Now that the Whole Foods organic supermarket chain has finally completed its acquisition of former competitor Wild Oats Markets, it’s time for the horrible price gouging we were warned about to kick in. That’s why today Whole Foods announced a permanent price reduction at all Wild Oats stores in the Rocky Mountain Region, and stated that all Wild Oats stores in its hometown of Boulder will remain unchanged. Wait—what? Of course, this amounts to mostly a publicity stunt (or goodwill gesture, depending on your level of cynicism); at least one Wild Oats store in another part of the country has already been closed.
If you’re going to pay twice as much for milk because you like the idea that the cows have a yard to play in—that’s your business—but you’d better be getting what you pay for.
We can’t believe we’re posting this, considering we follow a largely vegetarian diet – but it’s bacon, mmm… [Homer-style drool] For all you do-it-yourself foodies, and for those of you who want to exert a little more control over where your food comes from, Dave at the BSBrewing blog provides a step-by-step guide (with photos!) to curing your own bacon at home.
Farm policy for the next five years will remain largely the same under a bill passed Friday by the House. The $286 billion measure, H.R. 2419, was approved 231-191. Despite Michael Pollan’s pleas, the farm bill never transformed into a consumer-friendly food bill; though several billion dollars will go towards conservation spending, nutrition programs, and aid to fruit and vegetable growers, a significant chunk of the bill, $42 billion, will fund subsidies to farmers and agribusiness. The Senate is expected to write its own version of the farm bill in September.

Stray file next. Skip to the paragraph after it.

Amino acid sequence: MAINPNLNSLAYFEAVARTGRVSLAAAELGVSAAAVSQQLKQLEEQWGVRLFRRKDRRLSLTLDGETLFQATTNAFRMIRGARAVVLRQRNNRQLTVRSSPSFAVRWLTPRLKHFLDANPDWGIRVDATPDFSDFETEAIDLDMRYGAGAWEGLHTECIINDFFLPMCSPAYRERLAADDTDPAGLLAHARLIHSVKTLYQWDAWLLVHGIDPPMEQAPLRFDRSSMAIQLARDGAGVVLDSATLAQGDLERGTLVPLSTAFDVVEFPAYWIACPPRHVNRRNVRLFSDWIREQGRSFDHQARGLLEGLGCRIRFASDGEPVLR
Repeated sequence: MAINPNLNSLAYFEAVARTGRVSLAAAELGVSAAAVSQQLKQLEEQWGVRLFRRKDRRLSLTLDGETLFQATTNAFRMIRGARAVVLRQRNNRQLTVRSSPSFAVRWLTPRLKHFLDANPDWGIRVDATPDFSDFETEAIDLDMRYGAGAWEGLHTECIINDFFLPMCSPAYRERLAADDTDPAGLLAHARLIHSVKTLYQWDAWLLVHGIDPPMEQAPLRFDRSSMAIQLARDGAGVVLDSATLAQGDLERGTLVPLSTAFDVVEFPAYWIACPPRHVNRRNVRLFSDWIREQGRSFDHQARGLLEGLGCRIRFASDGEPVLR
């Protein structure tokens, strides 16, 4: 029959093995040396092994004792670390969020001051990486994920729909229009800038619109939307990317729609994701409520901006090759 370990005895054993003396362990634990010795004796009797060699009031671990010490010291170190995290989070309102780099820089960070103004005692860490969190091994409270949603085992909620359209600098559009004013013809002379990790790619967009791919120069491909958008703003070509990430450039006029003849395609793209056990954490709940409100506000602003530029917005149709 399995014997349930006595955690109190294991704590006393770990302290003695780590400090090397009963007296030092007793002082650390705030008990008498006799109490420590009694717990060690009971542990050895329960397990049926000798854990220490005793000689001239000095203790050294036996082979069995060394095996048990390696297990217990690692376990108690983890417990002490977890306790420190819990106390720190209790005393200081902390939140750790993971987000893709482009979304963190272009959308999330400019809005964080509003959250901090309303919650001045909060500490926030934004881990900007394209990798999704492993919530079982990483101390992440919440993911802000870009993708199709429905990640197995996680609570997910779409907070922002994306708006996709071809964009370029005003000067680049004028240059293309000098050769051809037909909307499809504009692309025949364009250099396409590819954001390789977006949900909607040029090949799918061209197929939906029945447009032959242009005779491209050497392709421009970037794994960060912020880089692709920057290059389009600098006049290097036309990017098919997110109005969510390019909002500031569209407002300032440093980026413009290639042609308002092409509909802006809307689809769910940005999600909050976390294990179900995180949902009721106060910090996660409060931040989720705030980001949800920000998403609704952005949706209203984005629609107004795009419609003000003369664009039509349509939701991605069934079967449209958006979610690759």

According to Consumer Reports’ Greener Choices, organic produce, meat and dairy products can cost 50% to 100% more than their conventional counterparts.
That certified organic edamame you bought from the local supermarket may have been made and packaged in China. The exporting juggernaut is quickly and quietly muscling in on the thriving global trade in certified organic products. Organic exports from China are certified by private companies and carry the official USDA organic logo. The logo, however, does not guarantee that products are truly organic:
A ten-year study found that organic tomatoes contain twice as many antioxidants as conventionally grown tomatoes. The study published in the Journal of Agriculture and Food Chemistry claims that when compared to standard produce, organic strains contain higher levels of two high blood pressure-fighting flavonoids.
These findings also confirm recent European research, which showed that organic tomatoes, peaches and processed apples all have higher nutritional quality than non-organic
The more we continue to live and breathe on this earth the more we realize that the term “organic” is really just code for “awesome marketing idea.”
For those of you not familiar with the landscape of the borough of Kings, this is a photo taken from inside of the site of a new Whole Foods store in the Gowanus neighborhood of Brooklyn. Currently, the site is home to an underground toxic plume of benzene that may or may not have originated at the nearby Verizon fuel station. Verizon denies that the fuel station, which is at the epicenter of the toxic plume, is the cause of the mess, despite the fact that there have been 5 oil spills on the site.
That’s right, you heard me. You’re not leaving the table until you finish your spinach.
Meg Hourigan, co-founder of Blogger, has posted a methodology for decoding fruit labels to discern whether or not it is conventional, organic or genetically-modified.